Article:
The City of Cape Town’s Council approved a Freight Management Strategy to ensure that freight transport within Cape Town is safe, efficient and serves the needs of the economy without compromising the access and mobility of other road users, and that freight operators comply with weight regulations.
‘Our local and regional economy is firmly vested in global trade and depends largely on road-based transport of cargo to and from the port, airport and between cities and towns. However, as much as the City is responsible for the provision of an efficient and reliable road network, we cannot ignore the impact of road-based freight on Cape Town’s roads and the urban environment. Counting among the effects are carbon emissions, congestion and road accidents. Furthermore, the City spends approximately R1 billion per annum on road maintenance,’ said the City’s Mayoral Committee Member: Transport for Cape Town, Councillor Brett Herron.
Last year Transport for Cape Town (TCT), the City’s transport authority, conducted a status quo assessment of freight transport which revealed that:
- there is significant growth in road-based freight along Cape Town’s major roads due to the growth in fast-moving consumer goods worldwide
- rail’s share of freight has dramatically declined
- the Port of Cape Town, the major generator of freight, has expansion plans to roughly triple its current container handling services in the next 20 years
- overloading of freight vehicles has a significant impact on the road network, leading to roads deteriorating prematurely the city’s roads are congested for many hours of the day and freight transport exacerbates the situation overloading and freight-related transgressions are not adequately addressed, penalties are low, and self-regulation is rarely embraced
- noise and air pollution from freight operations are reason for concern
- the transportation of dangerous goods (hazardous materials) is uncontrolled and insufficiently regulated
‘As such, TCT has developed a Freight Management Strategy in accordance with the National Land Transport Act, which requires us to make certain interventions to reduce the impact of road-based freight on our roads and environment,’ said Councillor Herron.
The strategy focuses on the following, among others: the transportation of dangerous goods; congestion; freight demand; road safety; freight emissions; and importantly, overloading.
‘Overloading is currently not adequately controlled because weighbridges are located on major highways on the outskirts of Cape Town. They are not staffed 24/7 and are easily bypassed by using alternative routes. In fact, the Centre for Scientific and Industrial Research estimates that overloading causes up to 60% of all road damage,’ said Councillor Herron.
Given the limited resources for overload control enforcement, TCT will over the next three years investigate and implement innovative technologies to address this challenge.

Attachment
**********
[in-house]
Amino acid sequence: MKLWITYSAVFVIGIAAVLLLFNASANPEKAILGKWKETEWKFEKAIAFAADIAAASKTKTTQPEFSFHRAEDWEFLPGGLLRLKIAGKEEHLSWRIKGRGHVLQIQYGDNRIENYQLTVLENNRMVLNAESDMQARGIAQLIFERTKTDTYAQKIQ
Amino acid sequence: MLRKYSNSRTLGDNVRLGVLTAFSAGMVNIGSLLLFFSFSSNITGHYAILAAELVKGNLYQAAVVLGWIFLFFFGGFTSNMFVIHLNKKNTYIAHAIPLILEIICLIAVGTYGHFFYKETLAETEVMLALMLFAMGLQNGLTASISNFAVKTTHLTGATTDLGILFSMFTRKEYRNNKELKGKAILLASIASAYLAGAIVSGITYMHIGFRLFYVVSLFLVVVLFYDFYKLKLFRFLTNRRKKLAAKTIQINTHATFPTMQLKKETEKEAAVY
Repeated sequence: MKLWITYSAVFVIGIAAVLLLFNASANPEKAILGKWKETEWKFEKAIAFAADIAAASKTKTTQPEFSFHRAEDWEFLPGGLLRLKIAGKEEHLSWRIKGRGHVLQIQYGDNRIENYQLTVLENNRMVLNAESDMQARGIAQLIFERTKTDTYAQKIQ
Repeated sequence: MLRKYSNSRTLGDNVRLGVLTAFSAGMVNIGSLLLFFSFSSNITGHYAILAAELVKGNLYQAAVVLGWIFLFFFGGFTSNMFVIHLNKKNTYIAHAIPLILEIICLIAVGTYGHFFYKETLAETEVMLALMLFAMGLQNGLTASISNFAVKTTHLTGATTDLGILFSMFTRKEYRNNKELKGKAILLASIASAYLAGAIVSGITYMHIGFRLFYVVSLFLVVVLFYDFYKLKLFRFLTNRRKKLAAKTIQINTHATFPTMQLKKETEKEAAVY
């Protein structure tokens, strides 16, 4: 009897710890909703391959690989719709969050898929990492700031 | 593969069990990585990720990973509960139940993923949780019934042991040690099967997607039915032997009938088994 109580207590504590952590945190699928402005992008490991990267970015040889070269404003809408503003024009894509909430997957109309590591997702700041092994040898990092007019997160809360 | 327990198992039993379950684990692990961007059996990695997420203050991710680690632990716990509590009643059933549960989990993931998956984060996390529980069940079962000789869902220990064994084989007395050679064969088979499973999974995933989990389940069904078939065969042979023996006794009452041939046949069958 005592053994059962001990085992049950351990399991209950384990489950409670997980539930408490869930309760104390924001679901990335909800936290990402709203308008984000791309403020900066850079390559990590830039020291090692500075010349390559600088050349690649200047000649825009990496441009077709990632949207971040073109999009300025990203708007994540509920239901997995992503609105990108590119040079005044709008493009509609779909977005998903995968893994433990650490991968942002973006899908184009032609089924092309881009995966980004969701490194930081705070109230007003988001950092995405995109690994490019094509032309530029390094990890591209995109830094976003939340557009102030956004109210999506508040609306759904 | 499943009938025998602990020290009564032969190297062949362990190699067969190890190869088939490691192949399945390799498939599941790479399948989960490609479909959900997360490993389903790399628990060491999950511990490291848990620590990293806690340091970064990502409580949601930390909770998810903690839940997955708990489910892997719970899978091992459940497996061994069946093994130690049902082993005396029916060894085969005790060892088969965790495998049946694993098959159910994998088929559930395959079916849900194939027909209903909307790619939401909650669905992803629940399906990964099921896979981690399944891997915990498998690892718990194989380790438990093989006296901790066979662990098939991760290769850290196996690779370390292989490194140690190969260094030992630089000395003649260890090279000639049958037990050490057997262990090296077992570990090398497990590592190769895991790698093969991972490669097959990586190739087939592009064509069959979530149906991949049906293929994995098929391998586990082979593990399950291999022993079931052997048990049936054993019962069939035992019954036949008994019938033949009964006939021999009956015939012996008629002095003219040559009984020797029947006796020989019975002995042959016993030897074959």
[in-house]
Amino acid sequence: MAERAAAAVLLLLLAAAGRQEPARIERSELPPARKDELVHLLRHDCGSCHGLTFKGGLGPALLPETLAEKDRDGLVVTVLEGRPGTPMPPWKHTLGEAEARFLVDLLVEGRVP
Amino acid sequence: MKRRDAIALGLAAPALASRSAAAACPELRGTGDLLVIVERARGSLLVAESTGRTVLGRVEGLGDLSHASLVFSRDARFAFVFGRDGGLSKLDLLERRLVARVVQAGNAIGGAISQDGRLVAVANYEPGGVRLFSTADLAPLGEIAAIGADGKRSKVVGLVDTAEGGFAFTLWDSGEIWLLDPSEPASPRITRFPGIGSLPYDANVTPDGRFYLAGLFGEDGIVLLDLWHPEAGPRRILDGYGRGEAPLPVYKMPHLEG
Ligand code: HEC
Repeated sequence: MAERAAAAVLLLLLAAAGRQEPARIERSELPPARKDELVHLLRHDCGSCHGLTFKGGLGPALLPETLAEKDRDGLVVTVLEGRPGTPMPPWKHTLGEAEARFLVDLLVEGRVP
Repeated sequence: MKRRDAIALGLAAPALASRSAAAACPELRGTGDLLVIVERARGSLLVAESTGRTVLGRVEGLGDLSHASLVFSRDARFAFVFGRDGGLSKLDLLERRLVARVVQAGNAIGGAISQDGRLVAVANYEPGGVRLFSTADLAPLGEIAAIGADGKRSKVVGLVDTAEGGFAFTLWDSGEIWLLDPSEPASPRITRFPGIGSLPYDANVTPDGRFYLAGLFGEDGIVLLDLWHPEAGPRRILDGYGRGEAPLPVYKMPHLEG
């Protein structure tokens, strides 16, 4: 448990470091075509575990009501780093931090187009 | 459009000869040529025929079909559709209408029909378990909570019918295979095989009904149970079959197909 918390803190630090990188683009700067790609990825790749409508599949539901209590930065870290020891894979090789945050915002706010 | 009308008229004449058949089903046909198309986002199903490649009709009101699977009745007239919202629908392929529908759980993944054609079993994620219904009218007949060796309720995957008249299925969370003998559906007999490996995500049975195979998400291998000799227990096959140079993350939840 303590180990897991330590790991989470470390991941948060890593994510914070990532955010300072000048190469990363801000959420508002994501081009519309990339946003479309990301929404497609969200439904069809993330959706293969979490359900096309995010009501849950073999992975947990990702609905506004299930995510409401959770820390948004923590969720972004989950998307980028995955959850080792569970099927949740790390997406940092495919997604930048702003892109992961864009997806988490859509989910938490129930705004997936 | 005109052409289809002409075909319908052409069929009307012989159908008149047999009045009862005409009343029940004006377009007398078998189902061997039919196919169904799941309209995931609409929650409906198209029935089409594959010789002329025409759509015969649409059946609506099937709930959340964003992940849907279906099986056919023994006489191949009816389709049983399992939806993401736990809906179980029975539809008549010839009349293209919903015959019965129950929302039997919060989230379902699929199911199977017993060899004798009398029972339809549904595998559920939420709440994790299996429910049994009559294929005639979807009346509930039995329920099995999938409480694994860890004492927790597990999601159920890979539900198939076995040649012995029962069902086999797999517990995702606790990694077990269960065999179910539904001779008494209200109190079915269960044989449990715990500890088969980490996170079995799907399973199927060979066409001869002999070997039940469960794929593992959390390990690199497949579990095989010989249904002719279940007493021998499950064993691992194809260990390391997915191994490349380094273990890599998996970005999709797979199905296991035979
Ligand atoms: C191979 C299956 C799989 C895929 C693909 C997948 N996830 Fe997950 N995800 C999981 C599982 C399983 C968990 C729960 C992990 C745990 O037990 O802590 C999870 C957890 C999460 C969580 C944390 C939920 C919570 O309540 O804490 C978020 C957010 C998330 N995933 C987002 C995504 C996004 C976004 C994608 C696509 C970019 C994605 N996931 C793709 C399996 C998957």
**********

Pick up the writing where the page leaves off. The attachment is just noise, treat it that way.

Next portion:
‘TCT is considering the use of weigh-in-motion (WIM) technology at key locations in Cape Town. WIM technology can capture and record heavy vehicle axle weights and gross vehicle weights while the vehicle is traveling along a route. It thus pre-screens vehicles in motion in comparison to static weighing at weighbridges. The data collected with WIM systems can then be used for enforcement,’ said Councillor Herron.
In accordance with the strategy, TCT will investigate, initiate and test a WIM device on a suitable segment of the road network and use the outcome of this pilot for further roll-outs.
While there is a need to preserve the current existing infrastructure, the City is also under obligation to plan ahead for future freight growth and to bring down the cost of doing business in Cape Town.
‘New road infrastructure is costly and takes years to construct. We must respond to the predicted growth in road-based freight, in part with new infrastructure, but also by improving the location of the main logistics centres, warehousing, depots and distribution centres across the city so that freight operators can reduce the number of trips needed,’ said Councillor Herron.
Furthermore, much of the freight moving to and from Cape Town is transported along the N1, N2 and N7.
‘Currently up to 20% of the vehicles on the N1 are heavy vehicles. TCT will facilitate efficient freight movement through optimising existing road infrastructure, dedicated freight routes and promoting off-peak or night-time deliveries and operations,’ said Councillor Herron.
TCT has, over the last two years and during the recent public participation process, liaised with Cape Town’s Chamber of Commerce, the SA Shippers Council, Transnet Freight Rail, the Transnet Ports Authority, Transnet Port Operators, the Airports Company of South Africa and many of the major logistics companies and retailers about the strategy.
‘It is our intention to keep on liaising with them and other stakeholders to address ongoing concerns and proposals. What is very clear is that rail must be part of the plan and that we will have to implement innovative solutions to preserve our road network and to reduce the overall cost of doing business in Cape Town,’ said Councillor Herron.